ASEAN KEY DESTINATIONS
Indonesia to rebargain gas deal with China
Indonesian government plans to let a high-powered team renegotiate the 2002 gas export deal from Tangguh field to China will start work in October to resolve the issue before the scheduled first shipment early next year, local newspaper the Jakarta Post reported.
"We expect that it will start effective this October," State Minister of National Development Planning Paskah Suzetta said on Friday.
The forming of the team was announced by President Susilo Bambang Yudhoyono Thursday as a response to long discussions over the controversial liquefied natural gas (LNG) selling price.
The team will be led by the Coordinating Minister for the Economy, Sri Mulyani Indrawati, under the direct supervision of Vice President Jusuf Kalla.
Kalla was the one who helped initiate the idea to renegotiate the contract, calling it the country's most devastating contract ever made, as the selling price was not tied to the movement of oil prices, a method commonly used in gas deals.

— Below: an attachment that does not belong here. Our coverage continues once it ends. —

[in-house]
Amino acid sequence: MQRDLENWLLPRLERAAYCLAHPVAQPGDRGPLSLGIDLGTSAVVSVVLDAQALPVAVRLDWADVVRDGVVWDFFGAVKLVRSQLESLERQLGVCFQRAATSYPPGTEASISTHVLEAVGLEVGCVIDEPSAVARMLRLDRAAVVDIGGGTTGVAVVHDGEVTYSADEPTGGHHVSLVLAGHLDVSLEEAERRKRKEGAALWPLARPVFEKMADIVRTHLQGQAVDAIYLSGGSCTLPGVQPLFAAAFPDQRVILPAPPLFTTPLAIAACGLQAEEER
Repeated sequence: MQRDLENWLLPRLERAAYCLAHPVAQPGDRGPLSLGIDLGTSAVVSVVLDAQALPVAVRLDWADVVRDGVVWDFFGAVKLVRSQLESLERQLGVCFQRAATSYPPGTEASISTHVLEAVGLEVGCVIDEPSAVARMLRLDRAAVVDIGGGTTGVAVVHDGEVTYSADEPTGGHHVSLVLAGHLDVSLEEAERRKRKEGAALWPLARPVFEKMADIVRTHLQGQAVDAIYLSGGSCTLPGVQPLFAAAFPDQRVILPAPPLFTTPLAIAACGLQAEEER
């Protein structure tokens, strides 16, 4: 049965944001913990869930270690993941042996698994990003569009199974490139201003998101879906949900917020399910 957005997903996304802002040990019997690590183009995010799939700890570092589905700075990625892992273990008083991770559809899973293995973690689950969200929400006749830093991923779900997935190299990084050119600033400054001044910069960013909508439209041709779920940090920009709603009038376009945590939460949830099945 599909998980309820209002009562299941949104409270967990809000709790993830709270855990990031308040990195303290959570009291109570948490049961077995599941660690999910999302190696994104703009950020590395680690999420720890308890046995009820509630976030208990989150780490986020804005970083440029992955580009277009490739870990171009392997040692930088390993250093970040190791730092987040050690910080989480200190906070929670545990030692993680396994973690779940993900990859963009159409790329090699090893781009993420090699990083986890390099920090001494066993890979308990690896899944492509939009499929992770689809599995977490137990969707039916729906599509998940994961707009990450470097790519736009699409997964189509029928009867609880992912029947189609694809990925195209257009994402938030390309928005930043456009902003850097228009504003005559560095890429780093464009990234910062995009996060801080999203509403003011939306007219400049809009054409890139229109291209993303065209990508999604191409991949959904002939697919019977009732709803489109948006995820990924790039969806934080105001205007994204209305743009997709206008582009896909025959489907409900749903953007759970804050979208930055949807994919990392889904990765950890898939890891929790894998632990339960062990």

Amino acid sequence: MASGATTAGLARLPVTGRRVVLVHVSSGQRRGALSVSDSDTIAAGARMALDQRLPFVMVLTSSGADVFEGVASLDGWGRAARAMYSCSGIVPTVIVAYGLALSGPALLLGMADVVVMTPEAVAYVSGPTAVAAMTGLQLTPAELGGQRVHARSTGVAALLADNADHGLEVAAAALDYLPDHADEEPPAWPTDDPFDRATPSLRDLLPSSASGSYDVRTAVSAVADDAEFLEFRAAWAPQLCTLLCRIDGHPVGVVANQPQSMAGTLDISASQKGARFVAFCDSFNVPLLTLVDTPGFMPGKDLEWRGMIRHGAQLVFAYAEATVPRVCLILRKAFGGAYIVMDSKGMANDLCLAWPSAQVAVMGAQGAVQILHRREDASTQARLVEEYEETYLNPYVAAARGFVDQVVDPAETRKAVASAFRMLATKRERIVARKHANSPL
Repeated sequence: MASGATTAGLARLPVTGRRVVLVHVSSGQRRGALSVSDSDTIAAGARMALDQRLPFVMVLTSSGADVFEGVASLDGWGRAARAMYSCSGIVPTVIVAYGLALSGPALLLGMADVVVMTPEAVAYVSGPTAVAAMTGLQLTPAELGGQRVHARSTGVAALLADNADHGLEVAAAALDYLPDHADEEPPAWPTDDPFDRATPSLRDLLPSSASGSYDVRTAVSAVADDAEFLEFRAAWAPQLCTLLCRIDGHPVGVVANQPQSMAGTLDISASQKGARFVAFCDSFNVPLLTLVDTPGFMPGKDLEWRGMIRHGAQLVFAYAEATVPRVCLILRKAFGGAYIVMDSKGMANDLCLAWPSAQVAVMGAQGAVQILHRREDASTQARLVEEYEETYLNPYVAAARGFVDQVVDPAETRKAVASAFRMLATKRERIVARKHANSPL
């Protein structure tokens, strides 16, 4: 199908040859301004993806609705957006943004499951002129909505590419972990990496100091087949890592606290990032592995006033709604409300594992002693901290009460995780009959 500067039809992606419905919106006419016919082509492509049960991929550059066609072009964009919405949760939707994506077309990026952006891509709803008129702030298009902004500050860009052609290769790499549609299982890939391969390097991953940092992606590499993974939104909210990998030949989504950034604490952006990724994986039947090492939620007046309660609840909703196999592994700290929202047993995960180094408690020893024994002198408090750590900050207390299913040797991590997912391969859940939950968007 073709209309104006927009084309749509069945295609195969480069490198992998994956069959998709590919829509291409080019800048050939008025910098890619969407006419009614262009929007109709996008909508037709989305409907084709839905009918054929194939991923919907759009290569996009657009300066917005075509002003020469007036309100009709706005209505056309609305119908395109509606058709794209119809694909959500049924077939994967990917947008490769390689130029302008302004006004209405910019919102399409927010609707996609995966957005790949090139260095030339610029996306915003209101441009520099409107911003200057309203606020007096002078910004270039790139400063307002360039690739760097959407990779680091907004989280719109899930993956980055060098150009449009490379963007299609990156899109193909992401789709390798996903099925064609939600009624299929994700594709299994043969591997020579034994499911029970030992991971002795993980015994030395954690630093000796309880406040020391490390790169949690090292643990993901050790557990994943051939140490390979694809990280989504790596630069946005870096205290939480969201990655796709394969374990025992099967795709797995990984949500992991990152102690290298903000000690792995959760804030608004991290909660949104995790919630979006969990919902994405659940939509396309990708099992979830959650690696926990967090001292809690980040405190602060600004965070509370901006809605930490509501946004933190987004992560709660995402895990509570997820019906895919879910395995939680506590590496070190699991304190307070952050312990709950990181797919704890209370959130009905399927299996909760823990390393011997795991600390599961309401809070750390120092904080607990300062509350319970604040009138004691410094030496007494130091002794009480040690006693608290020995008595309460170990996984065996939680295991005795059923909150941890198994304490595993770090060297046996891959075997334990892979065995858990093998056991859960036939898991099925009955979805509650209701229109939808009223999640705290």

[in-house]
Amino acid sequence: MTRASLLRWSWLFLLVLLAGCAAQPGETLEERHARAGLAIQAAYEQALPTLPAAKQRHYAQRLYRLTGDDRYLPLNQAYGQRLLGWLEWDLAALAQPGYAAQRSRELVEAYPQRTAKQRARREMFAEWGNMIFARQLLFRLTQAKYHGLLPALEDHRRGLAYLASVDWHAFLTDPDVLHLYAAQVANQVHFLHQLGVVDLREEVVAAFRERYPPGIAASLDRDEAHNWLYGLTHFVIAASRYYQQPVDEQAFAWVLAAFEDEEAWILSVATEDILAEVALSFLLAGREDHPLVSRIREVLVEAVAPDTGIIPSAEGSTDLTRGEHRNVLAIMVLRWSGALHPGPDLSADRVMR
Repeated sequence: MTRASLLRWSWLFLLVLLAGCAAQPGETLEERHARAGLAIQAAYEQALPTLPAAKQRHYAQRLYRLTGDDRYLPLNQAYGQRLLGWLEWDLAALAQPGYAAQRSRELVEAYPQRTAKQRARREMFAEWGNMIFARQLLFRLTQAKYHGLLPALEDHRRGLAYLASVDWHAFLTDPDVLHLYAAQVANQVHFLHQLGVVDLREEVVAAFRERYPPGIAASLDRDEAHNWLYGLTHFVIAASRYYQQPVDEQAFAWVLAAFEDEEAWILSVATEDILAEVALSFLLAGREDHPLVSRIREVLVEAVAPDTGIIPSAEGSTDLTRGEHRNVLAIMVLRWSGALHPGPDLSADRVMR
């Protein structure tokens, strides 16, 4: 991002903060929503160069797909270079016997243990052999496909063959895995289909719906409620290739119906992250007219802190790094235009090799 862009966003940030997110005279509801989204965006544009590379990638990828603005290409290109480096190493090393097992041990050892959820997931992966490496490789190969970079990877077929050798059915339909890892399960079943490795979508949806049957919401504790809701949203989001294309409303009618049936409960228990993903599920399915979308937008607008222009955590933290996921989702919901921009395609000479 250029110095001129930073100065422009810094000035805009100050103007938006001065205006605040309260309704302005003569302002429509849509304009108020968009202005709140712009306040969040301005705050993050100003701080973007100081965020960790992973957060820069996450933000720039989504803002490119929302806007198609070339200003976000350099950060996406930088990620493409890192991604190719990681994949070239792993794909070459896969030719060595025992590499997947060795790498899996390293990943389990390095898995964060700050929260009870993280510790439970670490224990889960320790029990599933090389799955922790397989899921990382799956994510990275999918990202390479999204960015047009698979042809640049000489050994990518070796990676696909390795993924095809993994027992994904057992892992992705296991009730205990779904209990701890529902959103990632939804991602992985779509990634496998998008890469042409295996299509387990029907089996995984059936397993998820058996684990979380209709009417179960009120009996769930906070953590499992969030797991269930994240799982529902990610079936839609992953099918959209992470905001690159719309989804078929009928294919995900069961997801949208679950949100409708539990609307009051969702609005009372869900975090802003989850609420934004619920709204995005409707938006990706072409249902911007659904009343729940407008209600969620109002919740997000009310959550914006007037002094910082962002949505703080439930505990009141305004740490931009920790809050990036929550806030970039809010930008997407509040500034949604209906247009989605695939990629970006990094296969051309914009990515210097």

Under the contract, the price of LNG was pegged at $2.4 per million British thermal units (mmbtu) regardless of any increase in crude oil prices.
Even though the Chinese government already agreed to raise the price to $3.8 per mmbtu, Kalla believed the 25-year contract, signed during the Megawati's administration, would lead Indonesia to massive losses once
the export would begin next year.
The potential loss is predicted to be enormous as global LNG prices now hover at around $20 per mmbtu.
Energy analyst Kurtubi has recommended the government to annul the contract, even if the government must pay $300 million in penalties as a result.
"It is far less than the billions of rupiah in losses that we have to take for the next 25 years," he said as quoted by Antara.
Under the contract, Indonesia will deliver 2.6 million tons of LNG annually to China's Fujian province from the LNG plant in Tangguh, Papua.
Operated by Europe's largest oil and gas company BP Plc., the Tangguh plant is expected to produce 7 million tons per annum in the first phase of production scheduled in 2009. Gas fields, which will feed the
plant, have proven reserves of 14.4 trillion cubic feet.
The gas buyers include the United States company Sempra Energy LNG Corp., South Korea's steel maker POSCO and power firm K. Power.
Korea Gas Corp. has recently expressed interest in buying gas from Tangguh at a price of $20 per mmbtu.